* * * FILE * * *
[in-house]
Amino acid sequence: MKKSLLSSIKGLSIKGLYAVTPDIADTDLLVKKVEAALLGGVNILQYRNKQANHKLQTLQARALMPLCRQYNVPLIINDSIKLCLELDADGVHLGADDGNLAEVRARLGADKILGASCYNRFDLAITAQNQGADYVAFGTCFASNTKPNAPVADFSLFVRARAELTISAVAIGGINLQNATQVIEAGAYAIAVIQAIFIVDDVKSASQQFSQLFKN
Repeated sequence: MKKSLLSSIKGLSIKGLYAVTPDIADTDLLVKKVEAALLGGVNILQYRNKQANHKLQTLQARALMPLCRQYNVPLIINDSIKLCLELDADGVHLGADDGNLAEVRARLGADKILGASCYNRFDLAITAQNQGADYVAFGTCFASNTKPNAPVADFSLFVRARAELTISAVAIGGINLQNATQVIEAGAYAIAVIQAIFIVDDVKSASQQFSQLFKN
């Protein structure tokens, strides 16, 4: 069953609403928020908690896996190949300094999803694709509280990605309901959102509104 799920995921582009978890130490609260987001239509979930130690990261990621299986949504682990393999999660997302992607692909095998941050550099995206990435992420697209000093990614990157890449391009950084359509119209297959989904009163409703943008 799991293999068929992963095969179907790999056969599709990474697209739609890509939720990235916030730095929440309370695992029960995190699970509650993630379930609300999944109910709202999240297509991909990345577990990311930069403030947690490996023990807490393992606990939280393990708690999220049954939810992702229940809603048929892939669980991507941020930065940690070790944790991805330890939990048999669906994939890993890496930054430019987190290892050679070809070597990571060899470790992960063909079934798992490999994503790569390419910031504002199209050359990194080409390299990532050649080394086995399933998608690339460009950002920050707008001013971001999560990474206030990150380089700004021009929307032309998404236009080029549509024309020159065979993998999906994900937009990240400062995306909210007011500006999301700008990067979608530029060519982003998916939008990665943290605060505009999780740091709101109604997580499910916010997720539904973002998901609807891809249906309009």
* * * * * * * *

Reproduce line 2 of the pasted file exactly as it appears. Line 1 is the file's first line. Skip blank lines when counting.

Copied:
Amino acid sequence: MKKSLLSSIKGLSIKGLYAVTPDIADTDLLVKKVEAALLGGVNILQYRNKQANHKLQTLQARALMPLCRQYNVPLIINDSIKLCLELDADGVHLGADDGNLAEVRARLGADKILGASCYNRFDLAITAQNQGADYVAFGTCFASNTKPNAPVADFSLFVRARAELTISAVAIGGINLQNATQVIEAGAYAIAVIQAIFIVDDVKSASQQFSQLFKN